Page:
Europe: At last, the EU has something tangible to show its people

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The euro may almost be upon us, but this has hardly been Europe's year. The first eight months of 2001 were overshadowed by tensions with the US, a referendum rebuff in Ireland and by anti-globalisation riots that left one person dead and chunks of two European cities in ruins. Then Europe struggled to cope with the impact of 11 September – politically, economically and diplomatically.

It was in the elegant Swedish city of Gothenburg in June that anti-globalisation protesters seized the agenda as never before. President Bush was in town and there was a list of divisive items to discuss including Kyoto, the environment treaty which America had repudiated, and US plans for a missile defence system. But attention was soon focused outside the conference hall where protesters outnumbered an ill-prepared Swedish police force. Without water canons or tear gas the police shot and wounded two people as part of the city centre was torn apart.

A month later, when the G8 met in Genoa, anarchist cells orchestrated a prolonged bout of violence and the destruction was worse; one man was shot dead while attacking a Land Rover belonging to the paramilitary carabinieri. Protesters were beaten savagely when their headquarters were raided by security forces.

Politically, things were hardly calm, either. Ireland rejected the Nice Treaty in its referendum, raising the possibility that the agreement may be impossible to ratify. That blow, combined with the street protests, prompted unprecedented soul-searching about the future of the EU. And there were important political changes in Italy which brought a discordant voice to the European negotiating table in the form of the new premier, centre-right businessman Silvio Berlusconi. The 11 September changed the tone but also shaped the agenda for the remainder of the year. Tension with America was replaced by an impressive new mood of solidarity.

Europe rushed through unprecedented legislation on judicial cooperation, putting in place plans for an EU-wide arrest warrant which will apply not just to terrorist offences but to more than 30 other serious crimes. Its reaction to the economic downturn was not so sure as finance ministers pressurised the European Central Bank with varying degrees of subtlety to reduce interest rates.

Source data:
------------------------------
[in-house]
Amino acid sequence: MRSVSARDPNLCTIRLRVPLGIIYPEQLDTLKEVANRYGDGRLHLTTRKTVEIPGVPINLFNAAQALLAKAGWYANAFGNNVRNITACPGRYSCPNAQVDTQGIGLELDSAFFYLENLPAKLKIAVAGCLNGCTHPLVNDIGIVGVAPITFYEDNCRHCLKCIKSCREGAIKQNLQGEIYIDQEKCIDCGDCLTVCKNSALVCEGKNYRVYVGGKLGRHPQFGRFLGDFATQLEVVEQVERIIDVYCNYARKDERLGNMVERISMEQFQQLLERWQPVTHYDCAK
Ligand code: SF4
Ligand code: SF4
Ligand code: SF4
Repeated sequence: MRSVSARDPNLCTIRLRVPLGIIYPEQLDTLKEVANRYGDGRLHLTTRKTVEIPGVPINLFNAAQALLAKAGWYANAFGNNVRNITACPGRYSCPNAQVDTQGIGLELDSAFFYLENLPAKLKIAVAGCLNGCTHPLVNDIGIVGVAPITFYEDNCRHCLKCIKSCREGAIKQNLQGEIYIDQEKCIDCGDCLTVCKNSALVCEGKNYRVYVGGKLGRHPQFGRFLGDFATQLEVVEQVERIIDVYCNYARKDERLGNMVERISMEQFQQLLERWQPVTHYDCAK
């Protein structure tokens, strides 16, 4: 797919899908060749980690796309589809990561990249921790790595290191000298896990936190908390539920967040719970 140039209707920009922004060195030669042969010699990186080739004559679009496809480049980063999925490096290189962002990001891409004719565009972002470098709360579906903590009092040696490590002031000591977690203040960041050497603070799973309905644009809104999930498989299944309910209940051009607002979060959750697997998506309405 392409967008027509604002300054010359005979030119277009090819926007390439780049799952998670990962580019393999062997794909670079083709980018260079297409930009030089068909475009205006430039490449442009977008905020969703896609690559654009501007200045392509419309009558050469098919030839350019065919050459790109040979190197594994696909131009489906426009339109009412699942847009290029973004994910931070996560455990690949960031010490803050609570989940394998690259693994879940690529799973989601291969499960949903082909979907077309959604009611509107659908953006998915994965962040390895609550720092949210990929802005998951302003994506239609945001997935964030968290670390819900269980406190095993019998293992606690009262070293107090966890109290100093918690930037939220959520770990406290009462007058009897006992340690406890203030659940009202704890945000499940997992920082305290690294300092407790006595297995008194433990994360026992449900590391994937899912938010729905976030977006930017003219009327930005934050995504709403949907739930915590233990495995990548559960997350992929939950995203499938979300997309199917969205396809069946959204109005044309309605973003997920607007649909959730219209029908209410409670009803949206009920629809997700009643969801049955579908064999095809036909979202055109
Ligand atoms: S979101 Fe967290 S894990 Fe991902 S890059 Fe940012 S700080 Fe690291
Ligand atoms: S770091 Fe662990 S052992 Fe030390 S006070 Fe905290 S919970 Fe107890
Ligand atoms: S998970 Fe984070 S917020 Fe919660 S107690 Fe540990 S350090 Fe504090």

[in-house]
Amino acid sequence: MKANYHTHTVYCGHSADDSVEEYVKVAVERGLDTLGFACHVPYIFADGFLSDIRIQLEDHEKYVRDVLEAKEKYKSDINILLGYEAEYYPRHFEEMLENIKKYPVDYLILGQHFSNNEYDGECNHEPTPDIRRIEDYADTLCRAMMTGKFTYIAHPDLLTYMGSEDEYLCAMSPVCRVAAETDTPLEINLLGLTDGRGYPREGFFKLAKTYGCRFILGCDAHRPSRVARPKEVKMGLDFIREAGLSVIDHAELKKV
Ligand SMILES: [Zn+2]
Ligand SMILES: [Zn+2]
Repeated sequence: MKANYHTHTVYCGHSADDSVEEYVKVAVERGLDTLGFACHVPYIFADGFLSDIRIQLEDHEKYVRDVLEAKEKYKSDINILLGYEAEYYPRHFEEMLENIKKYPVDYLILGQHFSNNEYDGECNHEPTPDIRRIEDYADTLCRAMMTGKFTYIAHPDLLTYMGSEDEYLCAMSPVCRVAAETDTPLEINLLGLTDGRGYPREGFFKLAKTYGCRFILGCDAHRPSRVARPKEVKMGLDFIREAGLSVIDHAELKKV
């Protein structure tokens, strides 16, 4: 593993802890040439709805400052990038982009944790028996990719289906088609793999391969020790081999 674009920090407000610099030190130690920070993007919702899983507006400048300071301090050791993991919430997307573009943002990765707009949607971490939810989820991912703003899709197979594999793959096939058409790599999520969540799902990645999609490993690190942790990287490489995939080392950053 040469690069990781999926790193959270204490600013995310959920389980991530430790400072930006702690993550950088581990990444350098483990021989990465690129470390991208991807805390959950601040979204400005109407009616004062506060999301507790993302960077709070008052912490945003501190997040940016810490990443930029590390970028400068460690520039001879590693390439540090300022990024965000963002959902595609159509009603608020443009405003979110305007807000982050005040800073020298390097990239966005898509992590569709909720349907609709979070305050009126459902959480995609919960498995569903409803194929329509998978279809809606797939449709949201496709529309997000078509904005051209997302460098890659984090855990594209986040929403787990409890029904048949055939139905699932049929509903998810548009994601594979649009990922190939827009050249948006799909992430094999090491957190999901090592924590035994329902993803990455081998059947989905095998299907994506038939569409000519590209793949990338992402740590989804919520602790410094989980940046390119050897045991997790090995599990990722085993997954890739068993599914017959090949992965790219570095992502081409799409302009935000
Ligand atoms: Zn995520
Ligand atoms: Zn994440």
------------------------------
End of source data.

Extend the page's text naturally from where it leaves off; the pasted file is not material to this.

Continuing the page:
And three of the big European powers, Germany, France and the UK, angered the rest by getting together on the eve of October's Ghent summit, while excluding the rest. (Tony Blair compounded the problems with an ill-advised dinner in Downing Street to which the guest list had to be steadily expanded as EU leaders demanded invitations).

But at least there was unity behind the policy. In contrast to the Gulf War, when European governments took different positions, this time all 15 remained signed up to strong support for the USA. And more promising work was going on. The EU named 10 countries as possible new entrants to its club – laying the ground for a "big bang" enlargement as early as 2004. It started a new review of its functions which will help a new round of reforms, leading to a clarification of the EU's powers, and possibly to a European constitution. Despite diplomatic hitches with Greece, a new rapid reaction force has been declared operational (although it has yet to be deployed).

There was progress on foreign affairs as Europe took a greater role on the world stage; it was, for example, instrumental in seeing off the threat of civil war in Macedonia. Most of all, preparations for the euro have been solid. That means the EU finally has something tangible to show 300 million of its people.